Lisa's Landscape & Design

Saving the Planet One Yard at a Time

Autism Awareness Month / Day

I am going to veer from plants for a moment to discuss something I am equally passionate about because it is very close to home for me, and that is Autism. I would like to invite each of you to take a moment to recognize National Autism Awareness Month (April) and World Autism Awareness Day (April 2nd) , and to educate yourselves on Autism. I am the very proud Mother of a 14 year old with Autism  and a 22 year old with Asperger’s. I know the struggles and the joys of raising a child with Autism. Our youngest was 4 before he spoke, he didn’t make eye contact, he didn’t like being touched, he was terrified of riding in a car, the vacuum cleaner, a toilet flushing, a picture on a cereal box, the color red and even a television remote. My eldest was labeled “gifted” because he was brilliant beyond years but struggled with common place social cues and still does to this day.

I knew very early something was different with my youngest. He wasn’t interested in playing with other children, he was happy all alone in his own world. I started testing him with the school district at two after our family Dr. told me I was over reacting and if I calmed down about it, it would pass. Follow your instincts, education and early intervention are key for these children. The biggest problem with Autism is that it is a spectrum disorder. Autism has many forms and it is unique to each child which can make it difficult to identify. Many of these kids are labeled as mentally challenged, or difficult and are isolated or drugged. Two years ago, Autism affected one in every 166 children, last year it was 1 in every 150, today, the prediction is that 1 in 88 will be diagnosed with Autism, for boys, it is 1 in 54. My eldest son Cavin was labeled “gifted” at the age of 4, he had very specific interests, spoke and read at a very early age, but later developed behaviors that seemed bazaar and ritualistic. He was genius, but suffered terribly with common sense tasks, short term memory and social situations with his peers. We discovered in his high school and college years that he is Aspergers (very highly functioning Autism).  There are misdiagnoses every day because it looks so unique to each child, but the common thread is that early intervention is essential to their ultimate success. There are many websites ( Autismspeaks. org, wrongplanet. org etc.) but the resources are endless and you would be remiss in not knowing the signs. The information you have may save a neighbor, a grandchild, or your own child.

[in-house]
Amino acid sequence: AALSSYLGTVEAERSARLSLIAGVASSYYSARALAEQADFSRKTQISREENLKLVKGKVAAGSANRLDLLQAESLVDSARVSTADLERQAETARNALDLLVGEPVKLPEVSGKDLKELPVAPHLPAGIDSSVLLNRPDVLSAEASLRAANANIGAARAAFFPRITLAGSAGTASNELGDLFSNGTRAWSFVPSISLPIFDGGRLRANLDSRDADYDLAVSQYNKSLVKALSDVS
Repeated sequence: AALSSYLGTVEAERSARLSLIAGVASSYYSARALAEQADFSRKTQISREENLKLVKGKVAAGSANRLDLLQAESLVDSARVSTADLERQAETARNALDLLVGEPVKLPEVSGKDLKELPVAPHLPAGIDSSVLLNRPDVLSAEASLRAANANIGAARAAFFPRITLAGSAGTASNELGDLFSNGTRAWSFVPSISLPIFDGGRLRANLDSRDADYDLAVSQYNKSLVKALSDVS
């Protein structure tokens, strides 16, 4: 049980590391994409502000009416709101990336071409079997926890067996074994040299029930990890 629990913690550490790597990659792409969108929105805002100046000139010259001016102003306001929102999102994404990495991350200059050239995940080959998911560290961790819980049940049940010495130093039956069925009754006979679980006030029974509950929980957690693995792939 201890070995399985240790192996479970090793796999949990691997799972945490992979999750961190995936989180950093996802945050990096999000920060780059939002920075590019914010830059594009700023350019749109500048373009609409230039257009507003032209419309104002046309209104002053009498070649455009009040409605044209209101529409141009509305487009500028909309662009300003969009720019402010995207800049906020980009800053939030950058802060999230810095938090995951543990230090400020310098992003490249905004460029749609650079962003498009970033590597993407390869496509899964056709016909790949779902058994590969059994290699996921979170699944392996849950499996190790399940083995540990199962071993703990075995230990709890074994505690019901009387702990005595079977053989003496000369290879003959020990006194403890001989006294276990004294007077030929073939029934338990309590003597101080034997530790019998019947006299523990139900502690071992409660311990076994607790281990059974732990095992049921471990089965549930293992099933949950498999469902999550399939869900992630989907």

Early intervention and a lot of persistence is what saved my youngest son who was mute and non respondant. I wasn’t taking no for an answer and by 4th grade he was on the honor role in public school at the same level as his peers. He needs assistance, but he manages and has to work harder than anyone else. He struggles every day. I like to say he goes through life with his left brain tied behind his right, but he does it with such amazing spirit. Autistic children are inspirational and the magic that is contained in their brains is an untapped wonder.

For my oldest son, an early diagnoses may have prevented some of the challenges he currently faces. It is hard to keep a job no matter your talent when you struggle with social cues and memory for short term tasks. Though he is brilliant and would prosper in a nurturing environment, we just aren’t there yet with employers as there is not enough education and understanding.

I would also like to take this opportunity to ask you all to speak to your children and grandchildren about Autism and about bullying. My youngest son deals with bullies and isolation, some children simply do not understand that they are being cruel and would do better if they understood the seriousness of their actions. Bullying is NOT  “kids being kids”… it is cruel and it changes a person’s perception of themselves. We need to teach our children empathy and it will be a great life lesson for them. It is also  important to teach our children to reach out to these kids and include them, otherwise how will they ever know how amazing a child with Autism really is, and what a great friend they could be.

This might be a great opportunity to get your kiddo’s outside to plant a tree, rose or special plant in honor of those with IMG_2600Autism and their families. Since Blue is the national Autism color, maybe you could plant Bluebonnets, Blue Plumbago or Blue Salvia as a few great choices. This is also a great way to make the Autism connection with your children/grandchildren while you are making a connection with them ;-).

Happy Gardening and Happy Autism month to the many families who are blessed to celebrate these amazing children!!

Lisa LaPaso
Proud Mommy of 1 in 54 x 2

Lisa’s Landscape and Design